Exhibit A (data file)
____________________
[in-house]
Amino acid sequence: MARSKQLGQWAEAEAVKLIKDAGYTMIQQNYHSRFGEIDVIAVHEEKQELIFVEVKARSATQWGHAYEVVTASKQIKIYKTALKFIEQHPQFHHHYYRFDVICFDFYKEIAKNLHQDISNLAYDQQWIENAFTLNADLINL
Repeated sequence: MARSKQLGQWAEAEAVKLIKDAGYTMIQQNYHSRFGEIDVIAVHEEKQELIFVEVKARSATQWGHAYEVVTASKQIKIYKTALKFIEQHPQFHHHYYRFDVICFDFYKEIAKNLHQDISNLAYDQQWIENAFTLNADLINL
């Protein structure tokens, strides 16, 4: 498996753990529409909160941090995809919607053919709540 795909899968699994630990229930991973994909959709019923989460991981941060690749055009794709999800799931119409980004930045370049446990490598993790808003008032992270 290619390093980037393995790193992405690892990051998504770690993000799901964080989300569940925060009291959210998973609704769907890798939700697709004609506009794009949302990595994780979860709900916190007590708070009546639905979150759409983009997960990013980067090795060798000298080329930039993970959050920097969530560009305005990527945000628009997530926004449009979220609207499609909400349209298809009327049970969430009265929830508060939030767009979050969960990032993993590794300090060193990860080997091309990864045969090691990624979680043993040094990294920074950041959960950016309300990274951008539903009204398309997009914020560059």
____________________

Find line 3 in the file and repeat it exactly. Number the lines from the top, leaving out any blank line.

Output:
Repeated sequence: MARSKQLGQWAEAEAVKLIKDAGYTMIQQNYHSRFGEIDVIAVHEEKQELIFVEVKARSATQWGHAYEVVTASKQIKIYKTALKFIEQHPQFHHHYYRFDVICFDFYKEIAKNLHQDISNLAYDQQWIENAFTLNADLINL